Medieval Sites in Italy, Syria, Turkey and Vietnam added to World Heritage List

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Twenty-five sites were added to UNESCO’s World Heritage List last month, including four which date from the Middle Ages. The 35th session of the World Heritage Committee was held last month in Paris, where 25 of the 35 proposed sites received final approval to be included on the List, which marks places that are particularly important for their natural or cultural significance.

The World Heritage List now numbers 936 properties: 183 natural sites; 725 cultural; and 28 mixed. The four new sites representing medieval history are:

The Longobards in Italy, Places of Power, 568 – 774 A.D. (Italy) comprises seven groups of important buildings (including fortresses, churches, and monasteries) throughout the Italian Peninsula. They testify to the high achievement of the Lombards, who migrated from northern Europe and developed their own specific culture in Italy where they ruled over vast territories in the 6th to 8th centuries. The Lombards synthesis of architectural styles marked the transition from Antiquity to the European Middle Ages, drawing on the heritage of Ancient Rome, Christian spirituality, Byzantine influence and Germanic northern Europe. The serial property testifies to the Lombards’ major role in the spiritual and cultural development of Medieval European Christianity, notably by bolstering the monastic movement.

Ancient villages of Northern Syria (Syria) – Some 40 villages grouped in eight parks situated in north-western Syria provide remarkable testimony to rural life in late Antiquity and during the Byzantine period. Abandoned in the 8th to 10th centuries, the villages, which date from the 1st to 7th centuries, feature a remarkably well preserved landscape and the architectural remains of dwellings, pagan temples, churches, cisterns, bathhouses etc. The relict cultural landscape of the villages also constitutes an important illustration of the transition from the ancient pagan world of the Roman Empire to Byzantine Christianity. Vestiges illustrating hydraulic techniques, protective walls and Roman agricultural plot plans furthermore offer testimony to the inhabitants’ mastery of agricultural production.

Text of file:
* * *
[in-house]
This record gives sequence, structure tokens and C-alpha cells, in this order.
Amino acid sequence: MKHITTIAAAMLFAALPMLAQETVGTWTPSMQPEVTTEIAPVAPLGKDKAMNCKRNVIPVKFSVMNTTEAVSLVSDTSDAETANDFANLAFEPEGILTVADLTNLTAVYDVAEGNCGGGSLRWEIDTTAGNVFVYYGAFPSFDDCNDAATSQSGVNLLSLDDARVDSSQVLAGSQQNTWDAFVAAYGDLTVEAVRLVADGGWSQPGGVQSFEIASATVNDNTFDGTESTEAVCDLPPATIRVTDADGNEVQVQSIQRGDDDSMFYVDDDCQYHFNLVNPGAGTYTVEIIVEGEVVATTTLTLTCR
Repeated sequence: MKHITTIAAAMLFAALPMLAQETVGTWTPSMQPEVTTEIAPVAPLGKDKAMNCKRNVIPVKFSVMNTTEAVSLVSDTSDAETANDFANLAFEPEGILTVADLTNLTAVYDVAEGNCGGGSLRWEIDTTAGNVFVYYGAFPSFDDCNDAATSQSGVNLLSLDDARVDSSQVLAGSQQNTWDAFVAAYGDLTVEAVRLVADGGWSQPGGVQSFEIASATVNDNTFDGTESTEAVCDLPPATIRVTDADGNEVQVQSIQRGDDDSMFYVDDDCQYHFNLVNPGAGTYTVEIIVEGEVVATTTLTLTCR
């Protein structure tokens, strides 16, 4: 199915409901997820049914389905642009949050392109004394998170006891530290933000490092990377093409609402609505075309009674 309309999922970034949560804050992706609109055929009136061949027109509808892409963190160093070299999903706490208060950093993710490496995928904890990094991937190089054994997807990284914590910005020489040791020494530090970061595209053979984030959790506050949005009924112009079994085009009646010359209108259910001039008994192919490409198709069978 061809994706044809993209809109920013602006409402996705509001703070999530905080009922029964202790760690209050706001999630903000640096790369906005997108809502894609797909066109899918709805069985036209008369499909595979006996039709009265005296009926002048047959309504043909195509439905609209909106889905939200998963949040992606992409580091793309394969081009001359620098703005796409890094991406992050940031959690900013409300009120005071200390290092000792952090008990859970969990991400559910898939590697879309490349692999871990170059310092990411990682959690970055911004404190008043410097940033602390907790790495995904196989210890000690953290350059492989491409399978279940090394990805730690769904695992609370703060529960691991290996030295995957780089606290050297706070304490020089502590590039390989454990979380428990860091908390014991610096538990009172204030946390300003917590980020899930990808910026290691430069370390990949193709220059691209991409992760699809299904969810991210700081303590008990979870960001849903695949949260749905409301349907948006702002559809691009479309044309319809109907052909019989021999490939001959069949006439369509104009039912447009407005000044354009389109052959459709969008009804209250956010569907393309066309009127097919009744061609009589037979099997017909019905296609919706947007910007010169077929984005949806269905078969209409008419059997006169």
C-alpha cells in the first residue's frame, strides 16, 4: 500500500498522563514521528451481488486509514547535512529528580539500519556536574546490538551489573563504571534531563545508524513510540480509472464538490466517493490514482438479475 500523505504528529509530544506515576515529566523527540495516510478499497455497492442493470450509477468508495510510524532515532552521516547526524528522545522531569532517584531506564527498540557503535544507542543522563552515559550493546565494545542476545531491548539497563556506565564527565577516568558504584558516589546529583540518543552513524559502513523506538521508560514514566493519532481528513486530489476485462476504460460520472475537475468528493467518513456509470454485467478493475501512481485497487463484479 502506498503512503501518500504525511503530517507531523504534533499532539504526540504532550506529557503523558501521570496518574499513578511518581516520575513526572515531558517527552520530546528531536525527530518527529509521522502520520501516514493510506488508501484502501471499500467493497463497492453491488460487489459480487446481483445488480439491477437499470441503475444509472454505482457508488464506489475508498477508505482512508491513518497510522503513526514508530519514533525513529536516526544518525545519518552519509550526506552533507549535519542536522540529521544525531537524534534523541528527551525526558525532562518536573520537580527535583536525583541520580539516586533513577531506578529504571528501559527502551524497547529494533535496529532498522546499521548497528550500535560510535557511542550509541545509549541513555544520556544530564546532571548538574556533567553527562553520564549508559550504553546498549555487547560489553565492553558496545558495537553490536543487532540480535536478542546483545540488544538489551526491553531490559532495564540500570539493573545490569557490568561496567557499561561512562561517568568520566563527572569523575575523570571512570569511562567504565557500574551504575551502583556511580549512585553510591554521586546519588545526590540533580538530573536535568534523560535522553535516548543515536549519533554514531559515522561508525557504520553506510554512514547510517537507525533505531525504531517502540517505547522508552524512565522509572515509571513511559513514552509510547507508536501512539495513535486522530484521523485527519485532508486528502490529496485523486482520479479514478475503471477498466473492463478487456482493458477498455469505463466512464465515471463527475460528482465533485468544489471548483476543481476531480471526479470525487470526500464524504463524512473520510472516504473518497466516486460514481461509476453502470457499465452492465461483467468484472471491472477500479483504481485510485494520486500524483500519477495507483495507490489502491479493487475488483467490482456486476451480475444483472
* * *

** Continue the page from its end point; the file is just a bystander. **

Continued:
Selimiye Mosque and its Social Complex (Turkey) - The square Mosque with its single great dome and four slender minarets, dominates the skyline of the former Ottoman capital of Edirne. Sinan, the most famous of Ottoman architects in the 16th century, considered the complex, which includes madrasas (Islamic schools), a covered market, clock house, outer courtyard and library, to be his best work. The interior decoration using Iznik tiles from the peak period of their production testifies to an art form that remains unsurpassed in this material. The complex is considered to be the most harmonious expression ever achieved of the Ottoman külliye, a group of buildings constructed around a mosque and managed as a single institution.

Citadel of the Ho Dynasty (Vienam) – The 14th-century Ho Dynasty citadel, built according to the feng shui principles, testifies to the flowering of neo-Confucianism in late 14th century Viet Nam and its spread to other parts of east Asia. According to these principles it was sited in a landscape of great scenic beauty on an axis joining the Tuong Son and Don Son mountains in a plain between the Ma and Buoi rivers. The citadel buildings represent an outstanding example of a new style of south-east Asian imperial city.

Click here to see the full list of new additions to the World Heritage List

“World Heritage sites can be tremendous vectors for dialogue, reconciliation, development and knowledge,” said Irina Bokova, Director-General of UNESCO. She added, “As the number of World Heritage sites grows, so does their vulnerability. We must sharpen our focus on risk preparedness and long-term management at World Heritage sites.”

The World Heritage Committee also examines reports on the state of conservation of inscribed sites and asks States Parties to take appropriate conservation and preservation measures when necessary. The Committee supervises the disbursement of over $4 million annually from the World Heritage Fund, aimed, among other purposes, at emergency action, training of experts and encouraging technical cooperation.

Source: UNESCO

Sharan Newman